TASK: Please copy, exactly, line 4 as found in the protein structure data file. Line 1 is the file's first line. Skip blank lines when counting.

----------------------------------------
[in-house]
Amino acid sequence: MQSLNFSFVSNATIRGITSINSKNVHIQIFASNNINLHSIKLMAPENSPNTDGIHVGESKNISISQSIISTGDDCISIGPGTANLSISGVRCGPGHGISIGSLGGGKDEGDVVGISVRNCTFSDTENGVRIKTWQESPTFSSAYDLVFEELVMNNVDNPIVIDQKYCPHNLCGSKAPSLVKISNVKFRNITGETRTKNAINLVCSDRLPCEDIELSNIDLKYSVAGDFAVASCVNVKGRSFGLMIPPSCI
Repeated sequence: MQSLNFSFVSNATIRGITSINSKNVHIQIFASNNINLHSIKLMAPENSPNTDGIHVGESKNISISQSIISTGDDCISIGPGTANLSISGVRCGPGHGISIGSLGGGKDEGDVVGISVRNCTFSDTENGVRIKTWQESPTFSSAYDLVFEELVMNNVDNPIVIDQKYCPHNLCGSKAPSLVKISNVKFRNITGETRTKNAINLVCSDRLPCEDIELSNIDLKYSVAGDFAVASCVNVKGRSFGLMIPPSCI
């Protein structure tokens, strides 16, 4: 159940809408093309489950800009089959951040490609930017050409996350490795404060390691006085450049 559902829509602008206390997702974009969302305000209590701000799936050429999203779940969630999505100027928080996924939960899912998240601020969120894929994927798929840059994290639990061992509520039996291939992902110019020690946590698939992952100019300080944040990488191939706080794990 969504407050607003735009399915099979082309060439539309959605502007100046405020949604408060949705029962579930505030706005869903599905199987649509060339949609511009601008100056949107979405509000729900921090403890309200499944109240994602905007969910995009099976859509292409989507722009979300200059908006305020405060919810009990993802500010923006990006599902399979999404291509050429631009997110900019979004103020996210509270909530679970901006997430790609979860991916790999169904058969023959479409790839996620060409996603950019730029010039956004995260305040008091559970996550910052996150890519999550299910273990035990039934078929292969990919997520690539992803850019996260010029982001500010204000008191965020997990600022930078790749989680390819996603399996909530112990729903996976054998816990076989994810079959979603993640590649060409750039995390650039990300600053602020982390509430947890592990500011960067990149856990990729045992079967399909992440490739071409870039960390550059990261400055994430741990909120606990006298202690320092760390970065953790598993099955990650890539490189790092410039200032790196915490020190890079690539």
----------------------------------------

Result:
């Protein structure tokens, strides 16, 4: 159940809408093309489950800009089959951040490609930017050409996350490795404060390691006085450049 559902829509602008206390997702974009969302305000209590701000799936050429999203779940969630999505100027928080996924939960899912998240601020969120894929994927798929840059994290639990061992509520039996291939992902110019020690946590698939992952100019300080944040990488191939706080794990 969504407050607003735009399915099979082309060439539309959605502007100046405020949604408060949705029962579930505030706005869903599905199987649509060339949609511009601008100056949107979405509000729900921090403890309200499944109240994602905007969910995009099976859509292409989507722009979300200059908006305020405060919810009990993802500010923006990006599902399979999404291509050429631009997110900019979004103020996210509270909530679970901006997430790609979860991916790999169904058969023959479409790839996620060409996603950019730029010039956004995260305040008091559970996550910052996150890519999550299910273990035990039934078929292969990919997520690539992803850019996260010029982001500010204000008191965020997990600022930078790749989680390819996603399996909530112990729903996976054998816990076989994810079959979603993640590649060409750039995390650039990300600053602020982390509430947890592990500011960067990149856990990729045992079967399909992440490739071409870039960390550059990261400055994430741990909120606990006298202690320092760390970065953790598993099955990650890539490189790092410039200032790196915490020190890079690539």